Appeal form the Superior Court of the District of Columbia; (Hon. Mildred Edwards, Trial Judge)
Before Schwelb and Wagner, Associate Judges, and Belson, Senior Judge.
The opinion of the court was delivered by: Schwelb
SCHWELB, Associate Judge: Andre L. Baxter was convicted by a jury of unlawful possession of cocaine with intent to distribute it, in violation of D.C. Code § 33-541 (a)(1) (1992). On appeal, Baxter contends that the prosecutor peremptorily challenged potential jurors on the basis of age and sex, allegedly in violation of Baxter's constitutional and statutory rights. Cf. Batson v. Kentucky, 476 U.S. 79, 90 L. Ed. 2d 69, 106 S. Ct. 1712 (1986). We affirm.
Voir dire in Baxter's second trial *fn1 began on the afternoon of August 21, 1990. After the Judge had dismissed several venire members for cause, the prosecutor used nine of his ten peremptory challenges to strike "young black males" under the age of forty from the venire. Remaining in the jury box were four black men (aged 48, 76, 41, and 56), one of whom was the alternate, seven black women, and two white women. The Judge then excused the jurors for the evening without administering the juror oath.
Outside the presence of the jury, Baxter's counsel stated that
there is one matter, and that is, we would object to the seating of this jury. We noticed that the prosecutor systematically struck any black male who appeared to be under middle-aged. As a result, we now have a jury panel with nine females and there are three black males. One is seventy-five, the other appears to be in his sixties, and the other one middle-aged, who is a registered nurse.
So, if nothing else, for the sake of appeal, we object to the composition of the jury panel. It is not a jury of my client's peers.
I would note that in the middle of the jury selection, there was an opportunity, when the Government struck into the pool and we passed, that we could have stayed with the jury that, at that time, was in the box. We object to the seating of this jury and believe that the jurors that were struck by the Government were because of their race and sex.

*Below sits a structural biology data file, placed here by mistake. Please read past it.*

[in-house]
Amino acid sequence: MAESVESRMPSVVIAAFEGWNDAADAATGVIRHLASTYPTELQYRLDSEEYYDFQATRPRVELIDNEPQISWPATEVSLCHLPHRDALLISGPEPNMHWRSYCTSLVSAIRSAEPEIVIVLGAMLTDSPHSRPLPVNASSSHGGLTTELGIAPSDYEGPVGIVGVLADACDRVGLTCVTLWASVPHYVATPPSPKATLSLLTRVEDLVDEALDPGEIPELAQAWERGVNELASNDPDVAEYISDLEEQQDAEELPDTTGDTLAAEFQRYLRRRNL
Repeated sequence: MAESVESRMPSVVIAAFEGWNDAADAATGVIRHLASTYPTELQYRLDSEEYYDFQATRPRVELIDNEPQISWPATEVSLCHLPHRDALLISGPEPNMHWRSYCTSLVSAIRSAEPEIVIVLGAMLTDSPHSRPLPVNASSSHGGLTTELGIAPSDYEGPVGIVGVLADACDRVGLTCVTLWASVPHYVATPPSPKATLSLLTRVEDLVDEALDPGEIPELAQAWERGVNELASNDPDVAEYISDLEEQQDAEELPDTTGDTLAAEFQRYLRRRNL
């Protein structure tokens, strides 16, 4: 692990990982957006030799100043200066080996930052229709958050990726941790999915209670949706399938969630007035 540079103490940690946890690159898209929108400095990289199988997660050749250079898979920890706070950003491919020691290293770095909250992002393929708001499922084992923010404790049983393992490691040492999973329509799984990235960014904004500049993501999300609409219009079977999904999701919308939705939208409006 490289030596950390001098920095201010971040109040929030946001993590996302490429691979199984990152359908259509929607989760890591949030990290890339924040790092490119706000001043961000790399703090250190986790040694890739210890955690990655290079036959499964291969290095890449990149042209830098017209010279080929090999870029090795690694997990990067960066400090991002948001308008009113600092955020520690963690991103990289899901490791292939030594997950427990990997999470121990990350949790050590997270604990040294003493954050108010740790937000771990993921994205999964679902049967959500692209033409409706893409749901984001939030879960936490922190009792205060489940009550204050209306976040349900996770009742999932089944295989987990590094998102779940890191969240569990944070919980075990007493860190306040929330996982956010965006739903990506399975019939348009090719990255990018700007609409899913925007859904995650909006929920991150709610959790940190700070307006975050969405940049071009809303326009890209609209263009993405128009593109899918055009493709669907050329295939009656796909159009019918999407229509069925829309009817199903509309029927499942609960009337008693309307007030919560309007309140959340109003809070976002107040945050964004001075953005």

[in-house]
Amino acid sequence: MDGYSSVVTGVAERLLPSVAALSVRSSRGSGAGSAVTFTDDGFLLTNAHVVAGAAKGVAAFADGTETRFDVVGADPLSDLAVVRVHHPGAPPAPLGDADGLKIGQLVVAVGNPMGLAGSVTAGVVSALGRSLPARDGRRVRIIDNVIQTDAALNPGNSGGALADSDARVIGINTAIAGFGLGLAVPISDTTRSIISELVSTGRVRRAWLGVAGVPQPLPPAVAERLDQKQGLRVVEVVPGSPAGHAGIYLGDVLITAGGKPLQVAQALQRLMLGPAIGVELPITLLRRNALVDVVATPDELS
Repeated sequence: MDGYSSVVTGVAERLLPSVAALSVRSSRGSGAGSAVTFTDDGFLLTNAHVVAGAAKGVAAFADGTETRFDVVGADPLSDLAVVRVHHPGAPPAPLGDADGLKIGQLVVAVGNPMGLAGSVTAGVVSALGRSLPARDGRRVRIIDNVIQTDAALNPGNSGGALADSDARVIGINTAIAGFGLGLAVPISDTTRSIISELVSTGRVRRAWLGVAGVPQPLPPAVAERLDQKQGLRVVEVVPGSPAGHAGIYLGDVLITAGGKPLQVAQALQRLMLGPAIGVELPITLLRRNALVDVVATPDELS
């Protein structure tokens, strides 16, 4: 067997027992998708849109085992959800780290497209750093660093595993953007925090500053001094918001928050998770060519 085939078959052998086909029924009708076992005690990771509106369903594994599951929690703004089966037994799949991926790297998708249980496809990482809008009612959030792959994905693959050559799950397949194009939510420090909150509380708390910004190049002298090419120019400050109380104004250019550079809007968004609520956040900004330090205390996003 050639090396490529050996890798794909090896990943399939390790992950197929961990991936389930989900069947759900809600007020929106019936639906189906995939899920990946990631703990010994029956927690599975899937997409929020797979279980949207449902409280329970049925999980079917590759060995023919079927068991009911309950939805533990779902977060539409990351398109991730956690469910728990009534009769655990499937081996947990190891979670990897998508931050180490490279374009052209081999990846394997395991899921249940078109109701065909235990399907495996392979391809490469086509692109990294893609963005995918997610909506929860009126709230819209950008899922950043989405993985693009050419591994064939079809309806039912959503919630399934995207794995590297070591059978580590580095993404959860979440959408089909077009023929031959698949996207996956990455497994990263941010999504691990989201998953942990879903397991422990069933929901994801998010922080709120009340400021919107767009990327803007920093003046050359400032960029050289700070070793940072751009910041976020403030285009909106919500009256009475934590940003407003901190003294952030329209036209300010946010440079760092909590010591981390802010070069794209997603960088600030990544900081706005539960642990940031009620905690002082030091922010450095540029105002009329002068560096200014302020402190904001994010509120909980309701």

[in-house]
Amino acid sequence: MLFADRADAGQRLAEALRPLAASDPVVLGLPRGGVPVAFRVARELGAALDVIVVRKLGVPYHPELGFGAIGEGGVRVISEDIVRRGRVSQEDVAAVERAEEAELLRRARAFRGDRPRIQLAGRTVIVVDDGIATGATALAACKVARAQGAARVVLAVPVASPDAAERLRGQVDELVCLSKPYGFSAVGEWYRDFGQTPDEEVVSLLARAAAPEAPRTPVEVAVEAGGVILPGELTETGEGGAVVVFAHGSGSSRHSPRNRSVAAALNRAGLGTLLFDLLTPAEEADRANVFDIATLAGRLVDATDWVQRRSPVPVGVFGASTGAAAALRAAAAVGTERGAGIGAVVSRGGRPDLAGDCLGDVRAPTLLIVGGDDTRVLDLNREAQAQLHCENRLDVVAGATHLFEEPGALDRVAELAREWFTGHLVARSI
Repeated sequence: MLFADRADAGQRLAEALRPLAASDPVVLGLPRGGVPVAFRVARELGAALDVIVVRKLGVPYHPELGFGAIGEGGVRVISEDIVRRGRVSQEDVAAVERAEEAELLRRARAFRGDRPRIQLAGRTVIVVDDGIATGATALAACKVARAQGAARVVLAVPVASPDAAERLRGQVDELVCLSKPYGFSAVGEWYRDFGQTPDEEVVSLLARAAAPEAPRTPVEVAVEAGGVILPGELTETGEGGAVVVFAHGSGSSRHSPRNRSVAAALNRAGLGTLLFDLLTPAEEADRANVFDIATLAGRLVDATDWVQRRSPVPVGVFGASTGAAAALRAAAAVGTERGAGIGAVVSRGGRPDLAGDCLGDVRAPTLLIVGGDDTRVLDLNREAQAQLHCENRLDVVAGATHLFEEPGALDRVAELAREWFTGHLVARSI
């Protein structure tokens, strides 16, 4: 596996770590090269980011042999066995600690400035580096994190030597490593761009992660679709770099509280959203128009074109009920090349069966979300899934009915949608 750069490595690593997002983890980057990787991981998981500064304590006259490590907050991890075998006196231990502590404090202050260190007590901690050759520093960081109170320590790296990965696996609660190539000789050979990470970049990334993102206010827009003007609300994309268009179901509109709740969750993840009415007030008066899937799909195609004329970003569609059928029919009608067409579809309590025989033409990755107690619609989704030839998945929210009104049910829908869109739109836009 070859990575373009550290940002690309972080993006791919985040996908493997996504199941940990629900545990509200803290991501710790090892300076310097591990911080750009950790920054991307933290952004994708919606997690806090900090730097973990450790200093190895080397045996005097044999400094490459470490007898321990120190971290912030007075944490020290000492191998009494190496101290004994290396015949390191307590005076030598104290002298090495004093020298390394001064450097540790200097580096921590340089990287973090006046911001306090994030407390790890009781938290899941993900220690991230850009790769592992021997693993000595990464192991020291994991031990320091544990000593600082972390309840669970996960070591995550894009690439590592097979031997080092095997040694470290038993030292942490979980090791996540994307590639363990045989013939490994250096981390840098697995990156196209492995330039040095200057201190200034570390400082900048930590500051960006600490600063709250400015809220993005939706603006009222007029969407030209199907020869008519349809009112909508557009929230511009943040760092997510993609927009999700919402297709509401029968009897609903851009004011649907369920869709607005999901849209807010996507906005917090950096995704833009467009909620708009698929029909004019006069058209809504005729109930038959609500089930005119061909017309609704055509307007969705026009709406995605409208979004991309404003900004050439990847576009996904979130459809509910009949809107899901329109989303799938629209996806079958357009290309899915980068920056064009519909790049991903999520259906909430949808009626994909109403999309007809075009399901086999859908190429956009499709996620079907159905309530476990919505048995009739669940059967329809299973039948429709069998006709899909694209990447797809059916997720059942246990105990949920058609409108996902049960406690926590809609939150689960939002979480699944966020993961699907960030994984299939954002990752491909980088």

In response, the prosecutor offered to provide the court with his reasons for each strike, but the trial Judge elected to deal with the objection on the following day, and recessed court.
The next morning, August 22, 1990, Baxter's counsel reiterated his objection that the prosecutor had used his peremptory challenges against "black males, I guess under the age of forty-five, approximately." At this point the Judge remarked that Baxter's claim was "a little more refined than a Batson challenge outright. It's a claim that [the prosecutor] used peremptory challenges to strike young black males." Agreeing with the court, Baxter's counsel explained that the strikes against young black males were impermissible because, under Batson, " those who were struck, if a pattern is noted, there should be a neutral reason." The Judge expressed reservations regarding this position, stressing that the Constitution did not guarantee a jury comprised of "people of the same racial background, gender and age as the defendant on trial."
The Judge also questioned whether Baxter had established a prima facie case of racially discriminatory strikes under Batson. The prosecutor denied any racial discrimination, noting that in every instance but one, a challenged black venire member had been replaced by another black venire member. The prosecutor also stated his belief that strikes based on age were appropriate, and he acknowledged -- in a commendable display of frankness -- that he had struck members of the jury panel based on age:
I think that a person's age, in jury selection, does not rise to the constitutional equal protection safeguards that are discussed in the Batson case; and to be quite frank, I think that young persons, black or white, male or female, have more permissive attitudes about drugs than other people in our society, and I do try to exclude young people of any race from a jury, particularly people under the age of thirty, because I'm afraid, as a prosecutor, that their attitudes are too permissive, that they will not necessarily follow the law in reaching a verdict.
The Judge rejected defense counsel's challenge to the jury panel. She ruled that Baxter had not established a prima facie case of racially discriminatory strikes. The Judge acknowledged that Baxter's challenge had injected the issues of age and gender into the traditional Batson inquiry, but observed that "one could choose to use one's peremptory challenges to strike young people in some kinds of cases, I think, without running ...